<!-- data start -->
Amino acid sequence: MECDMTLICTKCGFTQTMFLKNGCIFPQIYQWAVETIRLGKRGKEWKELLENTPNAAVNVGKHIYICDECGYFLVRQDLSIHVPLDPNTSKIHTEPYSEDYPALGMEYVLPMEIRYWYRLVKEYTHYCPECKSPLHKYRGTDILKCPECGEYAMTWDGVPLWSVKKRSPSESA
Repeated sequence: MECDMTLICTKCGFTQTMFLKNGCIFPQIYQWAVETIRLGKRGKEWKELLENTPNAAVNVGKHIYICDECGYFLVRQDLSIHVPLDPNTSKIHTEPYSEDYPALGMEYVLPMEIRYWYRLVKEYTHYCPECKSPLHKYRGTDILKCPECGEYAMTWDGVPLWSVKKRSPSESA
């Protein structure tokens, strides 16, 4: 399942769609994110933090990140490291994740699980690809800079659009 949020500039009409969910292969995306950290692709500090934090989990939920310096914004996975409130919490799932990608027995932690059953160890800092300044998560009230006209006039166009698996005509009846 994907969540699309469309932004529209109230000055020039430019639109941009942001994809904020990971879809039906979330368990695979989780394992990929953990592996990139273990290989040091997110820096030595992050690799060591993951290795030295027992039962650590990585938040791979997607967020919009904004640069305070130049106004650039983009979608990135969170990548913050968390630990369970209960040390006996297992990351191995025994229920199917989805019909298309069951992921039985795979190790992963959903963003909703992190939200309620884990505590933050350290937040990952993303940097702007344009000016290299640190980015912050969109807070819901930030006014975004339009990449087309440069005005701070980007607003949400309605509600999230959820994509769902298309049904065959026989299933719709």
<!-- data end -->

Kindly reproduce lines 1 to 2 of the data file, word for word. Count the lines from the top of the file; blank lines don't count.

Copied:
Amino acid sequence: MECDMTLICTKCGFTQTMFLKNGCIFPQIYQWAVETIRLGKRGKEWKELLENTPNAAVNVGKHIYICDECGYFLVRQDLSIHVPLDPNTSKIHTEPYSEDYPALGMEYVLPMEIRYWYRLVKEYTHYCPECKSPLHKYRGTDILKCPECGEYAMTWDGVPLWSVKKRSPSESA
Repeated sequence: MECDMTLICTKCGFTQTMFLKNGCIFPQIYQWAVETIRLGKRGKEWKELLENTPNAAVNVGKHIYICDECGYFLVRQDLSIHVPLDPNTSKIHTEPYSEDYPALGMEYVLPMEIRYWYRLVKEYTHYCPECKSPLHKYRGTDILKCPECGEYAMTWDGVPLWSVKKRSPSESA